Drexel dragonThe Math ForumDonate to the Math Forum

Ask Dr. Math - Questions and Answers from our Archives
_____________________________________________
Associated Topics || Dr. Math Home || Search Dr. Math
_____________________________________________

Proving Quadrilateral is a Parallelogram


Date: 11/30/2001 at 12:24:10
From: Kara
Subject: Proving Quadrilateral is a parallelogram

We are having a problem with the idea of a quadrilateral having one 
pair of opposite sides congruent and one pair of opposite angles 
congruent. We've flipped the figure and found isosceles triangles, so 
we THINK that we can say a quadrilateral is a parallelogram if these 
conditions exist. 

Is there a theorem that states you only need one pair of opposite sides 
and angles congruent for it to be a parallelogram? 

If there isn't, can you just give us a clue to how we can disprove it?


Date: 11/30/2001 at 16:44:04
From: Doctor Rob
Subject: Re: Proving Quadrilateral is a parallelogram

Thanks for writing to Ask Dr. Math, Kara.

The statement you want to be true isn't. Here is a way to construct a 
counterexample.

Draw an acute angle <A. From some point B on one side, using a large 
enough radius, draw an arc of a circle that intersects the other side 
in two points C and D:

                         B _,-'
                       _,o'
                   _,-' / \
               _,-'    /   \
           _,-'       /     \
       _,-'          /       \
   A o--------------o---------o-----
                    D         C

By construction BC = BD, since they are radii of the same circle.
Notice that AC > AD. Now make a copy EFG of triangle ABD, and erase 
line segment BD and point D:

                         B 
                       _,o
                   _,-'   \
               _,-'        \
           _,-'             \
       _,-'                  \
   A o------------------------o C

                         F
                       _,o
                   _,-' /
               _,-'    /
           _,-'       /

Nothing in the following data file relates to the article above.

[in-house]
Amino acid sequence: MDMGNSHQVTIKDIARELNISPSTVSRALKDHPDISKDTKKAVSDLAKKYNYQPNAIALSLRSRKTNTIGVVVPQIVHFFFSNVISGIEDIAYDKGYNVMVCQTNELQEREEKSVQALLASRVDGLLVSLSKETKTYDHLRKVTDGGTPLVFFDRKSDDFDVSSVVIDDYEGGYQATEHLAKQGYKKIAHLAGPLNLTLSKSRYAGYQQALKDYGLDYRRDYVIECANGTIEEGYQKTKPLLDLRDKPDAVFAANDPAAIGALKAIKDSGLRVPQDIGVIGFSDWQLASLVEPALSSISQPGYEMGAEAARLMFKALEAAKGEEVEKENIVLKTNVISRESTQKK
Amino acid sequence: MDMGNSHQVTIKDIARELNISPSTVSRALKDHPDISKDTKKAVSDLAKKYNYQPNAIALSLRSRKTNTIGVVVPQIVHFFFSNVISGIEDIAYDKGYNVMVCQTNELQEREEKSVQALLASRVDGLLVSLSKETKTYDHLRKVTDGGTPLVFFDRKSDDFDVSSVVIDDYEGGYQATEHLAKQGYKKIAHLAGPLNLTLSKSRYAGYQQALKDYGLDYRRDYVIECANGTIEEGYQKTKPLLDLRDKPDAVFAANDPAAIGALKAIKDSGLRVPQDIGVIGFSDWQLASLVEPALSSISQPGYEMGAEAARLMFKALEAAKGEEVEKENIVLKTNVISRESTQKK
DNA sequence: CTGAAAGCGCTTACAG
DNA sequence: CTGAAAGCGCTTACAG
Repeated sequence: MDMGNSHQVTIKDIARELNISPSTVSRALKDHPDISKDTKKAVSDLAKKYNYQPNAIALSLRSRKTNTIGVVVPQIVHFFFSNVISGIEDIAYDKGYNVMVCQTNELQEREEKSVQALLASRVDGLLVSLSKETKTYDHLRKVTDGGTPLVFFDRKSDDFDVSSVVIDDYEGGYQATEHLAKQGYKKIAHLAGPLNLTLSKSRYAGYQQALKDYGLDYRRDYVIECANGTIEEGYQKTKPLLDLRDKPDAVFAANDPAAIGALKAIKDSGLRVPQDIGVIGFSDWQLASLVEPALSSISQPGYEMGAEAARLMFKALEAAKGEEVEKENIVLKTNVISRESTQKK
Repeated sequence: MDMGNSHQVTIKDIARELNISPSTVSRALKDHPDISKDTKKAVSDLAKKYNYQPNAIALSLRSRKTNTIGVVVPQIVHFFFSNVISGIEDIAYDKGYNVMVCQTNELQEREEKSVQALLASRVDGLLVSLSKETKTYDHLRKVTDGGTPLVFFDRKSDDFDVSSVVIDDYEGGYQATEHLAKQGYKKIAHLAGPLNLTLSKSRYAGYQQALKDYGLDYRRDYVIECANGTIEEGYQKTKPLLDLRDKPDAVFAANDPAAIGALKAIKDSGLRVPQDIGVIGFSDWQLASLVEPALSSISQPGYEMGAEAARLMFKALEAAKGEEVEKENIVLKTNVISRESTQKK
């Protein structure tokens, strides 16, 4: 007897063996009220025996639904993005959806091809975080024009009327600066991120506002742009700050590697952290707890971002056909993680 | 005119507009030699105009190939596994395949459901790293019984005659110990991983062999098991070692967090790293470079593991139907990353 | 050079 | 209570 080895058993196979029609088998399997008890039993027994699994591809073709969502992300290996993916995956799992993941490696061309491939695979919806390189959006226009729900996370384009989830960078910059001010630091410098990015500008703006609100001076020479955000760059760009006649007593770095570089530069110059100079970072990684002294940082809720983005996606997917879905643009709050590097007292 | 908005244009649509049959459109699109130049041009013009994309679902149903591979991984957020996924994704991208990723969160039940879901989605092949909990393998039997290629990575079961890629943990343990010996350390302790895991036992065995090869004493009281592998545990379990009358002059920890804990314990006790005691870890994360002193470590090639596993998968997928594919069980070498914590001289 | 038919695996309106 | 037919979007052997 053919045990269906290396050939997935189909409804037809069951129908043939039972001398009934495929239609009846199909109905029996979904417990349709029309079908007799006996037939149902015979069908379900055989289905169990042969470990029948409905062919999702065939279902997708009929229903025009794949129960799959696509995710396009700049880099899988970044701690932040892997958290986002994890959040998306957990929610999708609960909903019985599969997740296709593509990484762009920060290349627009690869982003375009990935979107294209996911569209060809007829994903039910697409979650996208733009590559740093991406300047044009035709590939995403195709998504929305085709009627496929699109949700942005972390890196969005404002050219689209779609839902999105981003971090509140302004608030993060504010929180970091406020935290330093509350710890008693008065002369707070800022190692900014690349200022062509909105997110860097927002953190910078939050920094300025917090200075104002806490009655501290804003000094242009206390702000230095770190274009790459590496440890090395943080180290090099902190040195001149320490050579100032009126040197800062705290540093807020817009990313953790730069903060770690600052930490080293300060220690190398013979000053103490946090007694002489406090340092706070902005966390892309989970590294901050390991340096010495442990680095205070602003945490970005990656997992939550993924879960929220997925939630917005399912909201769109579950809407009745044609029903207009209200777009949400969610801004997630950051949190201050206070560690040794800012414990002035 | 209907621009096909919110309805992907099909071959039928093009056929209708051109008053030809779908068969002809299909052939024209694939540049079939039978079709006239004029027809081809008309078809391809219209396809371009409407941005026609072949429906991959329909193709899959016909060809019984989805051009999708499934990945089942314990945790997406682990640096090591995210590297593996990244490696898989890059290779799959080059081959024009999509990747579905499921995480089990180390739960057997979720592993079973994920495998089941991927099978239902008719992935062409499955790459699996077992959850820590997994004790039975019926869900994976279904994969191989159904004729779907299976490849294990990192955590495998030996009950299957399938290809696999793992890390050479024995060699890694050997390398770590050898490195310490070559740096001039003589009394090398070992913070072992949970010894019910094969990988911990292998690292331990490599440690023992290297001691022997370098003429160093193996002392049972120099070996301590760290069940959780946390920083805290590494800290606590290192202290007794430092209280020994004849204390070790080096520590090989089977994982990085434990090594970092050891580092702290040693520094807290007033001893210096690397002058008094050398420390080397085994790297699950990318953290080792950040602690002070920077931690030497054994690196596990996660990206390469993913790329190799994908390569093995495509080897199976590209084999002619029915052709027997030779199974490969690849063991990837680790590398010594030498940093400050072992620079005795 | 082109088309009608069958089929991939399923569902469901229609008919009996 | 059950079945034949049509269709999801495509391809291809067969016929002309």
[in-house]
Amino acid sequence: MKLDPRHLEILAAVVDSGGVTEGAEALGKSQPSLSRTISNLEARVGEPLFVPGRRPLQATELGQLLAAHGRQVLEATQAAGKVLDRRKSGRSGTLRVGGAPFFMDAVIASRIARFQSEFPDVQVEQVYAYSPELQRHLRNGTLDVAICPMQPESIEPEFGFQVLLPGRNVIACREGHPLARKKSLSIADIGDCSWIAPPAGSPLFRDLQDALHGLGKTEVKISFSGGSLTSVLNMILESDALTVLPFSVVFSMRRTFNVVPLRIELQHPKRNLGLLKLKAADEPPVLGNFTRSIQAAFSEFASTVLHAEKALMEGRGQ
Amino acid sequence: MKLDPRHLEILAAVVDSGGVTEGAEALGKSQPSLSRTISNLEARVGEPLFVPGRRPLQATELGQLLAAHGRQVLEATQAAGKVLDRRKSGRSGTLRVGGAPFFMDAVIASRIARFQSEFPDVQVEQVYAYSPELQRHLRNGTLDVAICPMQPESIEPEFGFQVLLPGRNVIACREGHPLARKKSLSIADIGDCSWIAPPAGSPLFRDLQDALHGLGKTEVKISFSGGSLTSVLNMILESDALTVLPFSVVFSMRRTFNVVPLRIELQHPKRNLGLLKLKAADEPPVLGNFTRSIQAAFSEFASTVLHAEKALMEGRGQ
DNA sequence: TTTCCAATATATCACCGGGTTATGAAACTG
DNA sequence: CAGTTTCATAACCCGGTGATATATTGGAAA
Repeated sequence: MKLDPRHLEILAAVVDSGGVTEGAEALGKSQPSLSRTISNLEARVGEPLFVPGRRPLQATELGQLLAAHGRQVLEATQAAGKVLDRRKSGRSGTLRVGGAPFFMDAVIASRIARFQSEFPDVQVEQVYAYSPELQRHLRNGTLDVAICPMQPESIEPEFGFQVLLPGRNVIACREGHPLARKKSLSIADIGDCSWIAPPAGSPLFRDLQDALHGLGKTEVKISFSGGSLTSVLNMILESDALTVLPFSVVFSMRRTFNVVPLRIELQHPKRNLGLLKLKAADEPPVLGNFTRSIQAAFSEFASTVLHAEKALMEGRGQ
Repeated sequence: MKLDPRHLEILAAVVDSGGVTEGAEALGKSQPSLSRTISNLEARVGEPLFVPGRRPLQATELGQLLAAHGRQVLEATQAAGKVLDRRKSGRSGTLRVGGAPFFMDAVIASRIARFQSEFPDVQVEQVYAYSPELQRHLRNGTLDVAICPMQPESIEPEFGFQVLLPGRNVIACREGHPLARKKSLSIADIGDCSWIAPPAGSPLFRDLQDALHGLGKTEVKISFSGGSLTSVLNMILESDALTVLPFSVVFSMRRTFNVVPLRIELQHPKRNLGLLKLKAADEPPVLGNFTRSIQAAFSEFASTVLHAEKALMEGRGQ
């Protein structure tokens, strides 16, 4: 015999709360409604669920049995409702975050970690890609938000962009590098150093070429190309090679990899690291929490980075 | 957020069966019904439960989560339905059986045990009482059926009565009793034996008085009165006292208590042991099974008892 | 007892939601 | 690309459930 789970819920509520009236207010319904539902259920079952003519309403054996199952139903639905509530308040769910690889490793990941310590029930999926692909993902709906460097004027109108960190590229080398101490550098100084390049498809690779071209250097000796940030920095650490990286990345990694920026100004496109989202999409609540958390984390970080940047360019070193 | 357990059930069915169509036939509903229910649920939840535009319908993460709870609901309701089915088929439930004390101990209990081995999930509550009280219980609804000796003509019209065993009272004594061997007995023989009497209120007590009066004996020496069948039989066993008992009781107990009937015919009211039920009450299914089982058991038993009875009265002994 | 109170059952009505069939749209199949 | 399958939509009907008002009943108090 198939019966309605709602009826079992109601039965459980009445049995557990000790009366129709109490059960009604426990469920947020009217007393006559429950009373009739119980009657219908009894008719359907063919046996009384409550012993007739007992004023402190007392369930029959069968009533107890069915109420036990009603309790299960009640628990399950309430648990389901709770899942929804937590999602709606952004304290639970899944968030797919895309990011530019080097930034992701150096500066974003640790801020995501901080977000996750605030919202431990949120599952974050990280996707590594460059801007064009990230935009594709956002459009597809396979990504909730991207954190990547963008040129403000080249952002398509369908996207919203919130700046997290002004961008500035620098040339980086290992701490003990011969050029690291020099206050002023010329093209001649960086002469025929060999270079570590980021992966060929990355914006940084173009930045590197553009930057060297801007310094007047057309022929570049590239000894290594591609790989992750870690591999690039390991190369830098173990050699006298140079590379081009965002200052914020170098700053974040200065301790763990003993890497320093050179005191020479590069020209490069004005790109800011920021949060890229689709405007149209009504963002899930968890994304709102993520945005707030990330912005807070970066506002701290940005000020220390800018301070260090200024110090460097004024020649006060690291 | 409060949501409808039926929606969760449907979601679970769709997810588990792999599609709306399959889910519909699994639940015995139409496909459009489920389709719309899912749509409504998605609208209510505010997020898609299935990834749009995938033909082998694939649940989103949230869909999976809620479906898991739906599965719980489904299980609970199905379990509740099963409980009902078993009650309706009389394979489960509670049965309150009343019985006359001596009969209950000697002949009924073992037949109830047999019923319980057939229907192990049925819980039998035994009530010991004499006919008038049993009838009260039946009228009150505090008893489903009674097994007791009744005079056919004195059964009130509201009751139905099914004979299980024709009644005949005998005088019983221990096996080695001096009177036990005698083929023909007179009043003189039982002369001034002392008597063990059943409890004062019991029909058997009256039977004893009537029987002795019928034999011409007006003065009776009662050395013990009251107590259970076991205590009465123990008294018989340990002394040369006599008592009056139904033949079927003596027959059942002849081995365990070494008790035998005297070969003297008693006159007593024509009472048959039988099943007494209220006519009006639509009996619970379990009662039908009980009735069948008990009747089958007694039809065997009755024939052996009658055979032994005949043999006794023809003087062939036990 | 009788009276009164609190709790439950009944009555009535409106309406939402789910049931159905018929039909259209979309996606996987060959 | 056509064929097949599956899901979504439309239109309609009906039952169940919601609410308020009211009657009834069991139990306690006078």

_,-'          /
   E o--------------o
                     G

Rotate it around so that F coincides with C and G coincides with B.  
This is possible because FG = BD = BC = CB. Then you have a 
quadrilateral like this:

                                E
                                o
                               /|
                              / |
                             /  |
                            /  |
                           /   |
                      B=G /    |
                       _,o     |
                   _,-'   \    |
               _,-'        \  |
           _,-'             \ |
       _,-'                  \|
   A o------------------------o
                             C=F

Now erase line segment BC, and you have a quadrilateral ACEB.

                                E
                                o
                               /|
                              / |
                             /  |
                            /  |
                           /   |
                        B /    |
                       _,o     |
                   _,-'        |
               _,-'           |
           _,-'               |
       _,-'                   |
   A o------------------------o
                               C

By construction EC = EF = AB, and <A = <E, so two opposite sides are 
equal and two opposite angles are equal, but this is definitely NOT a 
parallelogram, because EB = EG = AD < AC.

You may object that the above quadrilateral is not convex, that is,
it has an interior angle greater than 180 degrees. In this
counterexample, that is true. If <A had been chosen larger, and points 
C and D closer together, a convex quadrilateral satisfying your 
conditions, but still not a parallelogram, would have resulted.

Feel free to write again if I can help further.

- Doctor Rob, The Math Forum
  http://mathforum.org/dr.math/   
    
Associated Topics:
High School Constructions
High School Geometry
High School Triangles and Other Polygons

Search the Dr. Math Library:


Find items containing (put spaces between keywords):
 
Click only once for faster results:

[ Choose "whole words" when searching for a word like age.]

all keywords, in any order at least one, that exact phrase
parts of words whole words

Submit your own question to Dr. Math

[Privacy Policy] [Terms of Use]

_____________________________________
Math Forum Home || Math Library || Quick Reference || Math Forum Search
_____________________________________

Ask Dr. MathTM
© 1994-2013 The Math Forum
http://mathforum.org/dr.math/